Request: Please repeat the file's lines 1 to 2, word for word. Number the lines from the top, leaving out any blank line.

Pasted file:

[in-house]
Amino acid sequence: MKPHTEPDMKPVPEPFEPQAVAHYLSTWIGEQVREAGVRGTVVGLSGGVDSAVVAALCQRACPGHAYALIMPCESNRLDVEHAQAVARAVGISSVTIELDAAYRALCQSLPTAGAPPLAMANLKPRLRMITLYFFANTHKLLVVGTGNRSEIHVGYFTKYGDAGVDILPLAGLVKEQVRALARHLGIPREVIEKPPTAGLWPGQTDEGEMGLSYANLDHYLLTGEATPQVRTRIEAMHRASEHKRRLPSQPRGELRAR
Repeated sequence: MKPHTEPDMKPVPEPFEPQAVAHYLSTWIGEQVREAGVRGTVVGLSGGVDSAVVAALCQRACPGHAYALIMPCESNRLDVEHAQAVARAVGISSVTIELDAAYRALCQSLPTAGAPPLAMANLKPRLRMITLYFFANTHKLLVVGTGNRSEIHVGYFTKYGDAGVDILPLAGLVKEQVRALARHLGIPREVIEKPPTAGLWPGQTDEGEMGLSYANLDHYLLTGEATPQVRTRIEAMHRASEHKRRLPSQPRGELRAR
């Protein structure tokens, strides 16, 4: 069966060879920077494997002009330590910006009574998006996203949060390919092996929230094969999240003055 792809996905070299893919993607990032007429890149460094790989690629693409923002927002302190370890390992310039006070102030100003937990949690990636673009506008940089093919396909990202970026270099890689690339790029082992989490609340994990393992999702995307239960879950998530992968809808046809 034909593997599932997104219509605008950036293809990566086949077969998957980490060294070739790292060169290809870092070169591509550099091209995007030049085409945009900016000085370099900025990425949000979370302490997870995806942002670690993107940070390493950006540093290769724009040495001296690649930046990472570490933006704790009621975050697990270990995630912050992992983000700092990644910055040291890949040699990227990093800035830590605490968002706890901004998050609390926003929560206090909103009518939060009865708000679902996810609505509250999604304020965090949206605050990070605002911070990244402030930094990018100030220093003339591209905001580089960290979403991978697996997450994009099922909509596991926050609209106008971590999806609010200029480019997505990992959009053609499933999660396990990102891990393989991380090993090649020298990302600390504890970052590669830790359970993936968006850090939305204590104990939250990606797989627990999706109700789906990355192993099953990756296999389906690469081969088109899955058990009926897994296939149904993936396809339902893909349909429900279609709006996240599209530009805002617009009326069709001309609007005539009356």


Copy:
[in-house]
Amino acid sequence: MKPHTEPDMKPVPEPFEPQAVAHYLSTWIGEQVREAGVRGTVVGLSGGVDSAVVAALCQRACPGHAYALIMPCESNRLDVEHAQAVARAVGISSVTIELDAAYRALCQSLPTAGAPPLAMANLKPRLRMITLYFFANTHKLLVVGTGNRSEIHVGYFTKYGDAGVDILPLAGLVKEQVRALARHLGIPREVIEKPPTAGLWPGQTDEGEMGLSYANLDHYLLTGEATPQVRTRIEAMHRASEHKRRLPSQPRGELRAR